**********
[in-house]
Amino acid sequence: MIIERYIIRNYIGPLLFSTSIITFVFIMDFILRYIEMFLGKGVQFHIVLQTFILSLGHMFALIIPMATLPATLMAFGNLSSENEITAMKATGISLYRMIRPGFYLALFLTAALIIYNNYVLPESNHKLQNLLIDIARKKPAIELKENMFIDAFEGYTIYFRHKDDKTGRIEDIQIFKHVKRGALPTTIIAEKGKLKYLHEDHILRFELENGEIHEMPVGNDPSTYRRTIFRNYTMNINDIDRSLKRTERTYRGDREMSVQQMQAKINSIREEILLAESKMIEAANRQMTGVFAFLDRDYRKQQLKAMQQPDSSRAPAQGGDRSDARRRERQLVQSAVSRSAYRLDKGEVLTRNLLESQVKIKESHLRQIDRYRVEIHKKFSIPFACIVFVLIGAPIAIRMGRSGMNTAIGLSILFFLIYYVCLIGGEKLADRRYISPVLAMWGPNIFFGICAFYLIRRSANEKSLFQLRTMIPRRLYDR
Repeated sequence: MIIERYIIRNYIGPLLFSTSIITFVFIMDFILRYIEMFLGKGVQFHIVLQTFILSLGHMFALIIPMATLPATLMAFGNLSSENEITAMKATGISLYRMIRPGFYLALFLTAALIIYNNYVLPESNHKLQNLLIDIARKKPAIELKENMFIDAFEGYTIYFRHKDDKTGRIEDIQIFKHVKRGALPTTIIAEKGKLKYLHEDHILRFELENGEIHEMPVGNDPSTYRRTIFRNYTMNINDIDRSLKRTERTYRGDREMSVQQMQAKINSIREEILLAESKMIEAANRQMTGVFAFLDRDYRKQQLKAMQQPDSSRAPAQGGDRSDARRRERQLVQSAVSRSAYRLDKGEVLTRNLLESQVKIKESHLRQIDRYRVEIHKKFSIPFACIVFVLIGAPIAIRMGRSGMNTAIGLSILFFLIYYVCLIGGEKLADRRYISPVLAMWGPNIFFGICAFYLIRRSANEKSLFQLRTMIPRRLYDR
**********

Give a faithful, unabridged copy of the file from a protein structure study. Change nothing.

[in-house]
Amino acid sequence: MIIERYIIRNYIGPLLFSTSIITFVFIMDFILRYIEMFLGKGVQFHIVLQTFILSLGHMFALIIPMATLPATLMAFGNLSSENEITAMKATGISLYRMIRPGFYLALFLTAALIIYNNYVLPESNHKLQNLLIDIARKKPAIELKENMFIDAFEGYTIYFRHKDDKTGRIEDIQIFKHVKRGALPTTIIAEKGKLKYLHEDHILRFELENGEIHEMPVGNDPSTYRRTIFRNYTMNINDIDRSLKRTERTYRGDREMSVQQMQAKINSIREEILLAESKMIEAANRQMTGVFAFLDRDYRKQQLKAMQQPDSSRAPAQGGDRSDARRRERQLVQSAVSRSAYRLDKGEVLTRNLLESQVKIKESHLRQIDRYRVEIHKKFSIPFACIVFVLIGAPIAIRMGRSGMNTAIGLSILFFLIYYVCLIGGEKLADRRYISPVLAMWGPNIFFGICAFYLIRRSANEKSLFQLRTMIPRRLYDR
Repeated sequence: MIIERYIIRNYIGPLLFSTSIITFVFIMDFILRYIEMFLGKGVQFHIVLQTFILSLGHMFALIIPMATLPATLMAFGNLSSENEITAMKATGISLYRMIRPGFYLALFLTAALIIYNNYVLPESNHKLQNLLIDIARKKPAIELKENMFIDAFEGYTIYFRHKDDKTGRIEDIQIFKHVKRGALPTTIIAEKGKLKYLHEDHILRFELENGEIHEMPVGNDPSTYRRTIFRNYTMNINDIDRSLKRTERTYRGDREMSVQQMQAKINSIREEILLAESKMIEAANRQMTGVFAFLDRDYRKQQLKAMQQPDSSRAPAQGGDRSDARRRERQLVQSAVSRSAYRLDKGEVLTRNLLESQVKIKESHLRQIDRYRVEIHKKFSIPFACIVFVLIGAPIAIRMGRSGMNTAIGLSILFFLIYYVCLIGGEKLADRRYISPVLAMWGPNIFFGICAFYLIRRSANEKSLFQLRTMIPRRLYDR